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Audra Merfeld (Pennsylvania State University)
Vive le livre: Collective Memory and the Village du Livre Phenomenon in France

In this age of increasing electronic communication, new technologies frequently render earlier methods obsolete or greatly diminish their importance. Instead of buying a newspaper, we read it online. We send emails instead of letters, and we trade in our hardcover and paperback books for e-books. In the midst of these changes, some European cities are striving to preserve the memory of the Book and the various occupations associated with it. Following the example of Richard Booth, who created the first Book Town in 1963 in Hay-on-Wye (England), France and other nations worldwide have, over the last twenty years, developed their own villages du livre. This paper examines the relationship between the memory of the Book and the creation of French towns specifically designed to preserve it. This necessarily entails an analysis of why this phenomenon has become so important in recent years, especially in terms of the construction of a collective memory.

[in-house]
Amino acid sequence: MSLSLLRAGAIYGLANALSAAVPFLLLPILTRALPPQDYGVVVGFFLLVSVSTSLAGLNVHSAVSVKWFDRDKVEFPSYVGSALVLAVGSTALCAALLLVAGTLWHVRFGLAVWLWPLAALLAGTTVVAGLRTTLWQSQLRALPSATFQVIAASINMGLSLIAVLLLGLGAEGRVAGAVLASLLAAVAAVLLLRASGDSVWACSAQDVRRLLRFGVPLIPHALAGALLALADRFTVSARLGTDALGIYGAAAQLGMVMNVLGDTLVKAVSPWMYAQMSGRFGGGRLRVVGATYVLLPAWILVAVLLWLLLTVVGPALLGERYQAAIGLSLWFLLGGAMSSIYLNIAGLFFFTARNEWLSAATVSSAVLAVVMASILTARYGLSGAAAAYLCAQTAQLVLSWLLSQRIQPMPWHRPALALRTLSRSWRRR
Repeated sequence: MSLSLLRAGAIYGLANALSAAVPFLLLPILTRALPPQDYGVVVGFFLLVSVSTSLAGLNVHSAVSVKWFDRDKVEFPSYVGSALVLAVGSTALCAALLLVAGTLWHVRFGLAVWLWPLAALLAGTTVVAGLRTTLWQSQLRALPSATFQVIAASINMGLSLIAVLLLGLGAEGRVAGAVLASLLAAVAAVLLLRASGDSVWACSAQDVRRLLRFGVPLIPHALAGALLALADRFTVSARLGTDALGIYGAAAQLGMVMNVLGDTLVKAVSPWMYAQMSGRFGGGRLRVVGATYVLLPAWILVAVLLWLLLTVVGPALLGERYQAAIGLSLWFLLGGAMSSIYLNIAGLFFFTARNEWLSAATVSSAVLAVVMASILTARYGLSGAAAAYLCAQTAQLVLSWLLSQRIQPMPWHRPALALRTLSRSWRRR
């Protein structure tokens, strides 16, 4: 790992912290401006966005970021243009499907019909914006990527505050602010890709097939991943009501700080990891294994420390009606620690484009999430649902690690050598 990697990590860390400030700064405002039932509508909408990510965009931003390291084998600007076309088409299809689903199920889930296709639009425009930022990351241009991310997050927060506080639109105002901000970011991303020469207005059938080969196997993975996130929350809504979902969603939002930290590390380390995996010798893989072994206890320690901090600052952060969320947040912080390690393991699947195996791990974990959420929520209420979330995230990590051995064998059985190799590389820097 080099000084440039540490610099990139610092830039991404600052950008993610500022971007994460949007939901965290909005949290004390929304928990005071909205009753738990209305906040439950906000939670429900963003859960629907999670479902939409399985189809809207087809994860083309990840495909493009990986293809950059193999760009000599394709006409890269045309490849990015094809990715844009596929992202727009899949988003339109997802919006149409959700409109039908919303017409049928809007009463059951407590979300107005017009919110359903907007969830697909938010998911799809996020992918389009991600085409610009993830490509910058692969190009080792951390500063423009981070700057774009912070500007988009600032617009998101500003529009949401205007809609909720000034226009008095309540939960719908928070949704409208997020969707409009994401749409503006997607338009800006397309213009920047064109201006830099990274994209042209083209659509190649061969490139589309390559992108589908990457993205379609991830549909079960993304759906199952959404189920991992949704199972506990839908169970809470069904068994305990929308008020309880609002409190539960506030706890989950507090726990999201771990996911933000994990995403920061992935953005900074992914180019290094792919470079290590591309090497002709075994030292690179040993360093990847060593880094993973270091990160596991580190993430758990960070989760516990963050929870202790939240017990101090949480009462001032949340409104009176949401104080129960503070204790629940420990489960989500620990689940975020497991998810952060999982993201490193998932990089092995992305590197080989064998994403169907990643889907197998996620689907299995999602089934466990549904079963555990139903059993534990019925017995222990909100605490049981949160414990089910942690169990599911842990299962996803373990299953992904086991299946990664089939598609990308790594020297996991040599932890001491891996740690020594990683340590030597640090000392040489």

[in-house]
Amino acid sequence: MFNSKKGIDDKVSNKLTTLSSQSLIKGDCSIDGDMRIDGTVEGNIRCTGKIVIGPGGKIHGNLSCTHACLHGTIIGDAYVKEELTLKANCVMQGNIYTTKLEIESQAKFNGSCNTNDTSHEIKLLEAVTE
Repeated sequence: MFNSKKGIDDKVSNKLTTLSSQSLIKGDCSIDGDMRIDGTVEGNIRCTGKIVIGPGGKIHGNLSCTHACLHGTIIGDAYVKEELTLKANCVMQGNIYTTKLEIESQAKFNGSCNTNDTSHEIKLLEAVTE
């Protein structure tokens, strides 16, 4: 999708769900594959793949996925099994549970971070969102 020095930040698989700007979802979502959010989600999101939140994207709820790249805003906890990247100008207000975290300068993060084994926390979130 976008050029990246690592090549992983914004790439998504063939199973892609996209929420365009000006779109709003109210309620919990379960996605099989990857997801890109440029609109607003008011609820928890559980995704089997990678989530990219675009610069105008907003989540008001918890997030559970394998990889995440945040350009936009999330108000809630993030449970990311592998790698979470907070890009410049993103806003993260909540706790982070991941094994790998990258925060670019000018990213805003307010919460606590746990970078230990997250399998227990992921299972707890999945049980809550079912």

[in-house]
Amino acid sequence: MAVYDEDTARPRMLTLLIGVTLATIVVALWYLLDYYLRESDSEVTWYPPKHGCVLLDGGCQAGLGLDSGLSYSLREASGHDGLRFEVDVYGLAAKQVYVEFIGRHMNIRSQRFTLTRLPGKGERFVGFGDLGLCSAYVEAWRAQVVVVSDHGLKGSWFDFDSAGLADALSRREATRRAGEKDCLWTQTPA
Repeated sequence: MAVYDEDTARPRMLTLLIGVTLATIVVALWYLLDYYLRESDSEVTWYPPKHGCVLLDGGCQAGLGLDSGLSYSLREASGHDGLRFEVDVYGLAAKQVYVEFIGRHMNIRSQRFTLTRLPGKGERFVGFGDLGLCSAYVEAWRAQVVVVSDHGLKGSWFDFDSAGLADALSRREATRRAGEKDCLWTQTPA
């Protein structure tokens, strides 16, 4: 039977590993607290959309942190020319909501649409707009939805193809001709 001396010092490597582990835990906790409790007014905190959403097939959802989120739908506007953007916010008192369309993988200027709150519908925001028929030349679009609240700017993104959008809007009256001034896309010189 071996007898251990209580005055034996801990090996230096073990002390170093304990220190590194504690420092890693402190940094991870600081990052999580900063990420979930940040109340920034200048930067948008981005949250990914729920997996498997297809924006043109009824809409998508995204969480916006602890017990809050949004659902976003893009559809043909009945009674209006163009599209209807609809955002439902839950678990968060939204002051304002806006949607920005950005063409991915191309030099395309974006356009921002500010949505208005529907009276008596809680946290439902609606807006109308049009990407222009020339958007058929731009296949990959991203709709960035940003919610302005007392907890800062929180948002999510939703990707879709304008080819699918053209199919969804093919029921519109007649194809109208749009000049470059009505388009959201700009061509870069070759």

The four principal villages du livre in France, Bécherel, Montolieu, Fontenoy-la-Joûte, and Cuisery, each boast a large number of bookstores (between 15 and 20) despite the relatively small number of inhabitants (300-1000 people). In addition to the bibliophiles who travel from near and far to peruse these shops, regular streams of tourists and schoolchildren file into the towns to participate in educational workshops on paper-making, printing, binding, calligraphy, or illustration, or to visit the museums dedicated to the Book.

The presence of these villages suggests a need to protect the Book and the métiers associated with it, to preserve the memories of the technologies of the past and to pass them on to the next generation. In my analysis, I explore the creation of the villages du livre mentioned above and how they manage to keep the past alive by recreating it for a modern audience. In some ways, these villages have become living museums, allowing them to use the Book to both preserve and shape a common memory while also ensuring the economic and cultural well-being of their communities.

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